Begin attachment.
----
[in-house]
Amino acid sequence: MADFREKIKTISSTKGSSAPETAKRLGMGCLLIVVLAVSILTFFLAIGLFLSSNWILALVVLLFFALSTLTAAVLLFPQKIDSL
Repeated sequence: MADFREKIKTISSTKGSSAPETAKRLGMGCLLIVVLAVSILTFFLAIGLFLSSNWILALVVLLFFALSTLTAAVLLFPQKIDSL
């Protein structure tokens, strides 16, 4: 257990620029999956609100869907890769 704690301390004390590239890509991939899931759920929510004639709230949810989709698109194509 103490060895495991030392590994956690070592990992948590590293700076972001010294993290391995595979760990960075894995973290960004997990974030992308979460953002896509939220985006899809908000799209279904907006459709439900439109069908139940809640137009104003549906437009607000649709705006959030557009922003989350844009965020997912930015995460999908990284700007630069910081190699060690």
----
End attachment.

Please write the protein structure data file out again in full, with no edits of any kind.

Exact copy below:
[in-house]
Amino acid sequence: MADFREKIKTISSTKGSSAPETAKRLGMGCLLIVVLAVSILTFFLAIGLFLSSNWILALVVLLFFALSTLTAAVLLFPQKIDSL
Repeated sequence: MADFREKIKTISSTKGSSAPETAKRLGMGCLLIVVLAVSILTFFLAIGLFLSSNWILALVVLLFFALSTLTAAVLLFPQKIDSL
């Protein structure tokens, strides 16, 4: 257990620029999956609100869907890769 704690301390004390590239890509991939899931759920929510004639709230949810989709698109194509 103490060895495991030392590994956690070592990992948590590293700076972001010294993290391995595979760990960075894995973290960004997990974030992308979460953002896509939220985006899809908000799209279904907006459709439900439109069908139940809640137009104003549906437009607000649709705006959030557009922003989350844009965020997912930015995460999908990284700007630069910081190699060690």